The big news this week is the Microsoft antitrust trial, which is entering a new phase as Judge Thomas Penfield Jackson prepares to issue his conclusions of law. In the ruling, the judge will finally spell out which laws Microsoft has broken. Jackson is expected to come down hard on Microsoft, which he has characterized as a bullying monopoly. Hoping to head off what would be a humiliating defeat, Microsoft went into damage-control mode last weekend, offering its Department of Justice (DOJ) counterparts various concessions in hopes of reaching a settlement. Although sources report that the DOJ remains unimpressed with Microsoft's proposals, there is still hope as I write that the company can pull off an eleventh-hour settlement.
In fact, Microsoft has backed off from some of its most inflexible convictions. Although the trial was ostensibly about a wide range of antitrust violations, it centered decisively on the company's bundling of Internet Explorer (IE) and the resulting harm to competitors, especially to Netscape Communications. One could effectively argue that Netscape did as much as Microsoft to precipitate its downfall, but Microsoft maintains that the product bundling was done simply to benefit consumers and not to harm others. However, Microsoft has apparently offered to provide a version of Windows without IE. This is a huge reversal for the company, which has argued strenuously for its right to innovate as it sees fit.
But that wasn't the extent of the concessions. Microsoft's Windows pricing structure has favored close partners such as Compaq and Dell. Vendors such as IBM, which compete with Microsoft in other markets, have had to pay more for Windows, regardless of sales volume. For many companies, this sort of behavior is not illegal, but as an alleged monopoly, Microsoft must offer its customers prices that aren't affected by other relationships. Microsoft has offered to standardize its pricing for all customers, which is basically a legal requirement, but a concession nonetheless.
Finally, Microsoft has offered to give third-party developers access to the company's crown jewels, Windows source code. Although details are scarce, two possibilities are emerging. One possibility involves companies such as RealNetworks and Netscape Communications bundling their products in Windows (the computing equivalent of Coca-Cola offering two cans of Pepsi in every six-pack, as Bill Gates likes to say). Another possibility involves the widespread distribution of the Windows source code so that developers could more easily create products that integrate with Windows. This is less likely than the first scenario, but a melding of the two offers would be interesting. Netscape, for example, might be able to modify Windows so that its Web browser product, shipped with Windows, would work more seamlessly with the OS.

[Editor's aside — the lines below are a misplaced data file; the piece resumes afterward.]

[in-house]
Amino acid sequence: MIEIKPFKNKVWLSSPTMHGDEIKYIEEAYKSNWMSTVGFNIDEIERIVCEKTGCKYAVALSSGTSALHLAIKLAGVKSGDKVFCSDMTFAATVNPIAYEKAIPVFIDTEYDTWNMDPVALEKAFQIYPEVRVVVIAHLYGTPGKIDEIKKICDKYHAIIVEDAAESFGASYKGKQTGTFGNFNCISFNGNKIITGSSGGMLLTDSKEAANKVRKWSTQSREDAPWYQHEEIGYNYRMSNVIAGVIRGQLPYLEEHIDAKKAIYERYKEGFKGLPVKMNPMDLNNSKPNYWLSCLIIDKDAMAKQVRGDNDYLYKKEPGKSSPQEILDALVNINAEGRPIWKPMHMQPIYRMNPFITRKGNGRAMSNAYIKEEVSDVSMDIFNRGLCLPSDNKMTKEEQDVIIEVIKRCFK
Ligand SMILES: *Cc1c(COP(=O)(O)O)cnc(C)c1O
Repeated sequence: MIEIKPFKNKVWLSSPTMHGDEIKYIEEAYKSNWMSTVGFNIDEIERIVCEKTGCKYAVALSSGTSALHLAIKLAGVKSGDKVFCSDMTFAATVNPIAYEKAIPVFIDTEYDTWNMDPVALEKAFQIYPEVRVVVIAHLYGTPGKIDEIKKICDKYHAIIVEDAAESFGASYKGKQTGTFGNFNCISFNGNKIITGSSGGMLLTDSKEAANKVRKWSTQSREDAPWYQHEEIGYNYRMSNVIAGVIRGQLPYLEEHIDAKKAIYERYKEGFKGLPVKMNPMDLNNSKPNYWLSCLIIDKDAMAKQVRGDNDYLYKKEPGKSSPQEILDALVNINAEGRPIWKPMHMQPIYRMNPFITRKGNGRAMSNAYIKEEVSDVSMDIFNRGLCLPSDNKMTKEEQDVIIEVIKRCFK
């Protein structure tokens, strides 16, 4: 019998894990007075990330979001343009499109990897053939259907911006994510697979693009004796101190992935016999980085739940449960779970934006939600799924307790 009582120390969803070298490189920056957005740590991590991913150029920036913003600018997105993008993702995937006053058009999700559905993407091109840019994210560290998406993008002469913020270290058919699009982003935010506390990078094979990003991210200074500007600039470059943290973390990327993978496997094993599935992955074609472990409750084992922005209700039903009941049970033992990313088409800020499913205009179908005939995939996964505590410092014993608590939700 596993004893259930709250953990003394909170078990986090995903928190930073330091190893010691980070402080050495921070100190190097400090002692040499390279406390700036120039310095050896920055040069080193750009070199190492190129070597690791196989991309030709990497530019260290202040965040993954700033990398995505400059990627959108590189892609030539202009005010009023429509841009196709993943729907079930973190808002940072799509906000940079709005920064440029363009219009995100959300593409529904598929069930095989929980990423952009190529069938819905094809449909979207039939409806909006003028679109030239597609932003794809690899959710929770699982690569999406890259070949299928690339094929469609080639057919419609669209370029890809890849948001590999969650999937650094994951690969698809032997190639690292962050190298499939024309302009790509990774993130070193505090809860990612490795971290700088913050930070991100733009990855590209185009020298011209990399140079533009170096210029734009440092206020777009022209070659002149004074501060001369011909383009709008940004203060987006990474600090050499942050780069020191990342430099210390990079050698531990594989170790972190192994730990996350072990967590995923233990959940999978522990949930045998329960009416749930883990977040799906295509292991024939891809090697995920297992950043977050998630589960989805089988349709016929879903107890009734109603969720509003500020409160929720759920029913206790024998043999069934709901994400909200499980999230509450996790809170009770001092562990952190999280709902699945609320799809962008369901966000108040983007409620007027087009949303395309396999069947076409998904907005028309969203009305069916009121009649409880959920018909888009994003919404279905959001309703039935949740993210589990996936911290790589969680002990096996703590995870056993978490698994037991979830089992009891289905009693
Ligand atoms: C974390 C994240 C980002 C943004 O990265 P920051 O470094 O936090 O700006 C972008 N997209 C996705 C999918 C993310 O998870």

What these concessions don't provide, of course, is a structural remedy. Microsoft would remain a single entity with at least two major monopolies in the computer industry. And although Microsoft would permit government regulation of some of its business practices, it's unlikely that a company of its size could be effectively monitored. In addition, Microsoft's past agreements with the government don't provide a solid base for future trust; alleged violations of its 1995 consent decree got the company in trouble in the first place. But the government has clearly softened its stance on a potential breakup of Microsoft, opening the door for the company's proposals. If the two sides can meet somewhere in the middle, a settlement is indeed still possible.
By the time you read this, one of two things will likely have happened: Microsoft's settlement proposal will be rejected and Judge Jackson will issue his conclusions of law, or the settlement will be provisionally accepted and both sides will head to the mediator's table in Chicago. Either way, things will change dramatically for Microsoft this week. If the company makes the wrong moves, it may ultimately be unable to control its own destiny—and Windows users will feel the ramifications for years to come.